Late last week, Washington passed its fourth stimulus bill since the outbreak of the COVID-19 pandemic less than two months ago. This $483.4 billion legislation is meant to serve as a bridge between the CARES Act- issued just a few weeks ago- and a larger, yet to be drafted bill currently being negotiated between Democrats and Republicans. Though it is only intended to serve as a stop gap until a more comprehensive aid package can be agreed upon, there remain a number of important points you should be made aware of.
Paycheck Protection Program (PPP) Amongst small businesses, this program proved incredibly popular. Unfortunately, demand far outstripped supply and the funding provided by the CARES Act was quickly depleted. Adding to the frustration was a sense that larger banks- such as Citizens or Wells Fargo- had prioritized applications from established, more financially savvy clients.
To address this, the new bill allocated an additional $321 billion towards the program, with $60 billion set aside for smaller lenders. This allocation will be split between two categories, with half allocated to banks with less than $10 billion in assets and the remainder to institutions with between $10 billion and $50 billion in assets. It is hoped that by targeting regional or local lenders, a greater share of these funds would be directed to small or otherwise disadvantaged borrowers. Banks began accepting new PPP applications on Monday, April 27th, with funding anticipated to last roughly two weeks. To learn more about this program, visit the SBA’s website. You can also find a list of locally participating banks by clicking here.
Economic Injury Disaster Loan Program (EIDL) Another highly popular program which quickly ran out of funding was the EIDL. These flexible, low interest loans could be coupled with forgivable advances of up to $10,000 depending upon the number of individuals a business employed. Unfortunately, in its initial iteration, this program was unavailable to farmers and ranchers with less than 500 employees.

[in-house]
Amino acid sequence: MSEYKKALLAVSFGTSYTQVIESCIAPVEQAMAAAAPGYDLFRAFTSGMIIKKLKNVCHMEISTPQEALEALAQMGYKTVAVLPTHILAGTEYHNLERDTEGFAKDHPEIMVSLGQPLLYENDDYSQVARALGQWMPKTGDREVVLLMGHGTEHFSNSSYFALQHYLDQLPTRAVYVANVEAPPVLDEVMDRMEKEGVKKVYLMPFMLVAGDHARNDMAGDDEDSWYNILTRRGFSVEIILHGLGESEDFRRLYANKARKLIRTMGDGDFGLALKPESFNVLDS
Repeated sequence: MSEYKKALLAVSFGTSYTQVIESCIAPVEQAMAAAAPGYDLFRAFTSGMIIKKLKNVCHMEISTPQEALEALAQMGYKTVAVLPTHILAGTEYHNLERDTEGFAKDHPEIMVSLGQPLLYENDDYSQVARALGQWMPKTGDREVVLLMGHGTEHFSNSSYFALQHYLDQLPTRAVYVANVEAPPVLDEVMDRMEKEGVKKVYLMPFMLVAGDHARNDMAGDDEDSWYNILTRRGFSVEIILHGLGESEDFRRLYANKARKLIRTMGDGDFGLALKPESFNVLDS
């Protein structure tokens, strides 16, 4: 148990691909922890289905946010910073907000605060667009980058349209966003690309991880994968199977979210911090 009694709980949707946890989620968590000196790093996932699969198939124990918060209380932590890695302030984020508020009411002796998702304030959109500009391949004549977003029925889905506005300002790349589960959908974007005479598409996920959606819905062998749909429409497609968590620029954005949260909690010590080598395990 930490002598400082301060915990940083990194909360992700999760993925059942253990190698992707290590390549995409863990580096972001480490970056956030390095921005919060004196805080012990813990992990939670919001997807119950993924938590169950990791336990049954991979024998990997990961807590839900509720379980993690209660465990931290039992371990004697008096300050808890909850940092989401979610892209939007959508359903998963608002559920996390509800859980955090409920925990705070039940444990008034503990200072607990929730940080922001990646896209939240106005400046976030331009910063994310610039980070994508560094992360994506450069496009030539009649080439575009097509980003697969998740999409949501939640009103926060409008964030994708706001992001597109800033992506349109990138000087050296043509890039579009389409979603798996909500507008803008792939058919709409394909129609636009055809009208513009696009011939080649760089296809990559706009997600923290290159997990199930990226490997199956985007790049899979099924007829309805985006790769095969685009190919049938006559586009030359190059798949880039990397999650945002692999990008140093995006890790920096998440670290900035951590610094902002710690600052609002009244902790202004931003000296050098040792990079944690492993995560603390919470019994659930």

Last week’s legislation amends this, enabling a vital program to assist critical agricultural businesses across the nation. It also refinances the program, infusing it with $50 billion in new lending capital and an additional $10 billion for the aforementioned advances. As with the PPP funding however, these resources are only expected to last for a limited time. According to its website, the SBA intends to review existing requests for assistance from the previous round of funding before opening the program up to new applications. Once the application portal is reopened, the Chamber will act to alert you. Interested businesses can learn more by visiting the SBA’s EIDL page here.
Testing and Other Priorities Beyond these assistance programs, Congress and the White House allocated funding to address the public health crisis directly. The new bill commits $75 billion to assist the nation’s hospitals and healthcare providers cope with this pandemic, and provides an additional $25 billion to maintain and expand testing efforts. This last allocation will prove particularly important as the nation and the Commonwealth work to reopen.
In a conversation with the Chamber the day President Trump signed this act into law, Congresswoman Trahan and House Rules Chairman McGovern repeatedly emphasized the importance of testing to responsibly bringing the quarantine to an end. As businesses reopen and people resume their normal routines, the ability to identify new coronavirus cases and contact those who may have come into contact with them will be crucial to guarding against a resurgent epidemic or “second wave”. This legislation divides that responsibility between state and federal authorities.
Of the $25 billion, $11 billion is to be distributed amongst the states and indigenous peoples. Two billion dollars of this will be issued relative to the Health Emergency Preparation Grant Formula with another $4.25 billion distributed relative to the number of cases within a given area. The remaining $14 billion will be overseen by the federal government. This includes allocations for contract tracing, test production, expansion of lab capacity, and $1 billion for testing uninsured individuals. Significantly, it specifically allocates $825 million towards community health centers and clinics in rural areas.
As events continue to take shape, the Chamber’s staff will remain on hand to provide assistance and keep you informed of the latest developments. You can find additional resources by visiting the Chamber’s website at www.northcentralmass.com/coronavirus. If you have questions or concerns about this legislation- or other government efforts to address this crisis- please contact Christopher McDermott, Public Affairs Manager, at firstname.lastname@example.org or (978) 353-7600 ext. 224. Now- more than ever- we want to hear from you!